While Joe Romm, Bill McKibben, and others follow the fear card script to do everything and anything they can to link severe weather to global warming, they are clearly fighting a losing battle for public opinion on the issue. Now, even Andy Revkin at the New York Times doesn’t believe it anymore when it comes to tornadoes.*
You can’t exclude climate change, but there’s simply no evidence through a half century of tornado history in the United States of a connection to warming.
Of course one of the strongest pieces of evidence has to do with the trend in the frequency of strong tornadoes, as shown in this somewhat dated graph from NCDC:
I’m looking forward to NCDC updating this data and graph. Obviously, there will be a new spike in 2011 rivaling 1974. But clearly, even with improved detection technology, the trend is down.
But this graph only goes back to 1950, and of course if we presented climate data only back that far, critics like the nefarious “Tamino” aka Grant Foster would have a cherry flavored cow, which is the typical M.O. for him. NCDC of course gets a pass.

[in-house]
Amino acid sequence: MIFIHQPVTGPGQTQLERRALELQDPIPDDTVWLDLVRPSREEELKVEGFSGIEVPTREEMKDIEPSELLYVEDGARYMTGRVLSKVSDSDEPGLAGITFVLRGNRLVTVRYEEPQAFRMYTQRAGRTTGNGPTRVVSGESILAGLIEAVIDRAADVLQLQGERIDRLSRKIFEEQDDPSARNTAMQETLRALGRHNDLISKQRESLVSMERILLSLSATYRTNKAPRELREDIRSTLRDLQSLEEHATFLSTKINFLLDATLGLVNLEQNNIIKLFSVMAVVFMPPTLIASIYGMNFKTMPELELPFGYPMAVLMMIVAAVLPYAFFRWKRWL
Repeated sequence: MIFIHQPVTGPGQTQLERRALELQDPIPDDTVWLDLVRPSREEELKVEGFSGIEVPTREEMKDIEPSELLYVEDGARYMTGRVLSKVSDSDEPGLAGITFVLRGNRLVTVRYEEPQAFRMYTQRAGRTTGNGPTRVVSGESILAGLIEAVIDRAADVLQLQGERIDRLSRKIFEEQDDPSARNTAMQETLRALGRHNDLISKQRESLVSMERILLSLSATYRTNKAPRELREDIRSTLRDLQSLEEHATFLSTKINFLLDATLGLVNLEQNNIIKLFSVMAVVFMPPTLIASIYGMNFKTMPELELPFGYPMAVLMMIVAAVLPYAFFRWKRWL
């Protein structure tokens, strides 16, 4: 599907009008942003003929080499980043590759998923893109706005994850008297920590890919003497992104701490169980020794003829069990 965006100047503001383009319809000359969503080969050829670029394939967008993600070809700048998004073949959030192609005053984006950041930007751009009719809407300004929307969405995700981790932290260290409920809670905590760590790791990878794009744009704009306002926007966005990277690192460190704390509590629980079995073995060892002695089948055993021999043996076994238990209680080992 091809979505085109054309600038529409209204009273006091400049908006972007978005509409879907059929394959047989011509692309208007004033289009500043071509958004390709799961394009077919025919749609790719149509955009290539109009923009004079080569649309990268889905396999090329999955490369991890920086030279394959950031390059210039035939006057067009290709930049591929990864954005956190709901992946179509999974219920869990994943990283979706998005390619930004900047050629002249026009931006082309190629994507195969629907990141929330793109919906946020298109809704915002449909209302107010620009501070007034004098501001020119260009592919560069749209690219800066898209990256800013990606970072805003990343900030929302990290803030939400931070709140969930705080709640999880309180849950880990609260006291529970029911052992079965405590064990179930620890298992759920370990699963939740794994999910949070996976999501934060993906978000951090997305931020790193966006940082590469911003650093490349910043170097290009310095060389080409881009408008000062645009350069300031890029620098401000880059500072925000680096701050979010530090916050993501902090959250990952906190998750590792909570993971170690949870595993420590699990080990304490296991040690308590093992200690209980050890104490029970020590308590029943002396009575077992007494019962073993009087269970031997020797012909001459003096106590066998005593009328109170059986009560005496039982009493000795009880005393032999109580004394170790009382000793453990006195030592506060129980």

Fortunately, I have some new tornado data to present that goes back further.
These two graphs below, courtesy of Dr. Indur Goklany, go back to 1900 and show the trend in death rates yearly, and by decade, since 1900:
Clearly death rates per million are down, which is testament to the improved warning technology, plus the skills and dedication of the National Weather Service and volunteer storm spotters at getting “eyes on” tornadoes to provide advance warning.
*UPDATE: Andrew Revkin writes in via email with this comment, which I am happy to reprint at his request – Anthony
You’ve cast my concerns about overstated discussions of tornadoes in the context of climate change as if this is new.
You must have missed my 2008 piece, including this section: